to defer to a later date, as wages, benefits, or costs:
The union agreed to back-load pay raises.
a reserve or accumulation, as of stock, work, or business: a backlog of business orders. a large log at the back of a hearth to keep up a fire. Compare forestick. to hold in reserve, as for future handling or repair. to enter and acknowledge (an order) for future shipment. to accumulate in a backlog: […]
back-propagation (Or “backpropagation”) A learning algorithm for modifying a feed-forward neural network which minimises a continuous “error function” or “objective function.” Back-propagation is a “gradient descent” method of training in that it uses gradient information to modify the network weights to decrease the value of the error function on subsequent tests of the inputs. Other […]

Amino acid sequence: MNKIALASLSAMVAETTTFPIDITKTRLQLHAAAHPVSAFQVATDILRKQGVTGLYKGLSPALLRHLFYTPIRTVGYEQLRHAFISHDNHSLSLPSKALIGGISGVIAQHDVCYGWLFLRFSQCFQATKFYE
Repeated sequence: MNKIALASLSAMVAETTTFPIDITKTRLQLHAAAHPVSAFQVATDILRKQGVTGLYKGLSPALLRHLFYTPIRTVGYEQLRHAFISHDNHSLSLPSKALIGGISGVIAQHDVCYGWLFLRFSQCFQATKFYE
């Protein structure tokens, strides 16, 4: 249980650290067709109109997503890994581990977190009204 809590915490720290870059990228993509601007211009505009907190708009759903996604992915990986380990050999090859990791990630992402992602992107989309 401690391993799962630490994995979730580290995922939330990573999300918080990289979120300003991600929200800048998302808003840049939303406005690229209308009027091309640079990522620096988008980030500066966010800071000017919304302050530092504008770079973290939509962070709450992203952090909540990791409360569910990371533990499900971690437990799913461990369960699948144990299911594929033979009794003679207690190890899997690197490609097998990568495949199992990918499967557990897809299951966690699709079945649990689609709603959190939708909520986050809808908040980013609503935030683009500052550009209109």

- Back-seat driver
an automobile passenger who offers the driver unsolicited advice, warnings, criticism, etc., especially from the backseat. any person who, by means of criticism, unsolicited advice, or the like, interferes in affairs that are not his or her concern or responsibility. noun (informal) a passenger in a car who offers unwanted advice to the driver a […]
the practice of making a loud and effusive display of friendliness, cordiality, etc., as by slapping persons on the back. noun A demonstratively friendly person: Bob and Bill, they’re back-slappers (1924+)